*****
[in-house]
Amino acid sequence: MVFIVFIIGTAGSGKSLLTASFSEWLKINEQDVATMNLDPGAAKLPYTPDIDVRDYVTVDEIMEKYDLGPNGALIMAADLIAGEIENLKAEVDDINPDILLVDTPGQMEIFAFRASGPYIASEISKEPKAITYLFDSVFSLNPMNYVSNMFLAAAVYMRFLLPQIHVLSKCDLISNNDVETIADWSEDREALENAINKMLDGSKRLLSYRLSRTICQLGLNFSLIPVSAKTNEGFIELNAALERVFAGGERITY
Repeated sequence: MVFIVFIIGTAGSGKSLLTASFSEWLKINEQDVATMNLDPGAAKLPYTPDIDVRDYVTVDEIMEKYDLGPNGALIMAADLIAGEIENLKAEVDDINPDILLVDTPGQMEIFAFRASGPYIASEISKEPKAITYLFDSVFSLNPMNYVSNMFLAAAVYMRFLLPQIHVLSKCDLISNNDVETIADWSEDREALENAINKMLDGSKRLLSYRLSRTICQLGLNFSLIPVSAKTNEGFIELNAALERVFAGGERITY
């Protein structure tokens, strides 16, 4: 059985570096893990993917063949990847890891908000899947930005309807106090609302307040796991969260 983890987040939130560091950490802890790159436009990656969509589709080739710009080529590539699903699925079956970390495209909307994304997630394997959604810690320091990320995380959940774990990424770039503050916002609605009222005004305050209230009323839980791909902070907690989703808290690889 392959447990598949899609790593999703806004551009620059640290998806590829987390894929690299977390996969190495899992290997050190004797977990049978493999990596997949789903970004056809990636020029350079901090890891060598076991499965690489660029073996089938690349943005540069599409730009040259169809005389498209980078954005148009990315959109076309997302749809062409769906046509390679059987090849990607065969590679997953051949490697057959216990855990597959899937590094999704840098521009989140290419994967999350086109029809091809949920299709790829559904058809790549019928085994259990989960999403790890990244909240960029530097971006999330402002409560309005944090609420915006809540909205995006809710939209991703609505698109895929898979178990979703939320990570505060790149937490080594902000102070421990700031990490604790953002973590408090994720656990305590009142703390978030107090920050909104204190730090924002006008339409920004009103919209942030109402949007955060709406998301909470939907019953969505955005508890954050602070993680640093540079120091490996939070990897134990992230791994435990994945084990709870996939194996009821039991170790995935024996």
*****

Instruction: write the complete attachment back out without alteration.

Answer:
[in-house]
Amino acid sequence: MVFIVFIIGTAGSGKSLLTASFSEWLKINEQDVATMNLDPGAAKLPYTPDIDVRDYVTVDEIMEKYDLGPNGALIMAADLIAGEIENLKAEVDDINPDILLVDTPGQMEIFAFRASGPYIASEISKEPKAITYLFDSVFSLNPMNYVSNMFLAAAVYMRFLLPQIHVLSKCDLISNNDVETIADWSEDREALENAINKMLDGSKRLLSYRLSRTICQLGLNFSLIPVSAKTNEGFIELNAALERVFAGGERITY
Repeated sequence: MVFIVFIIGTAGSGKSLLTASFSEWLKINEQDVATMNLDPGAAKLPYTPDIDVRDYVTVDEIMEKYDLGPNGALIMAADLIAGEIENLKAEVDDINPDILLVDTPGQMEIFAFRASGPYIASEISKEPKAITYLFDSVFSLNPMNYVSNMFLAAAVYMRFLLPQIHVLSKCDLISNNDVETIADWSEDREALENAINKMLDGSKRLLSYRLSRTICQLGLNFSLIPVSAKTNEGFIELNAALERVFAGGERITY
């Protein structure tokens, strides 16, 4: 059985570096893990993917063949990847890891908000899947930005309807106090609302307040796991969260 983890987040939130560091950490802890790159436009990656969509589709080739710009080529590539699903699925079956970390495209909307994304997630394997959604810690320091990320995380959940774990990424770039503050916002609605009222005004305050209230009323839980791909902070907690989703808290690889 392959447990598949899609790593999703806004551009620059640290998806590829987390894929690299977390996969190495899992290997050190004797977990049978493999990596997949789903970004056809990636020029350079901090890891060598076991499965690489660029073996089938690349943005540069599409730009040259169809005389498209980078954005148009990315959109076309997302749809062409769906046509390679059987090849990607065969590679997953051949490697057959216990855990597959899937590094999704840098521009989140290419994967999350086109029809091809949920299709790829559904058809790549019928085994259990989960999403790890990244909240960029530097971006999330402002409560309005944090609420915006809540909205995006809710939209991703609505698109895929898979178990979703939320990570505060790149937490080594902000102070421990700031990490604790953002973590408090994720656990305590009142703390978030107090920050909104204190730090924002006008339409920004009103919209942030109402949007955060709406998301909470939907019953969505955005508890954050602070993680640093540079120091490996939070990897134990992230791994435990994945084990709870996939194996009821039991170790995935024996």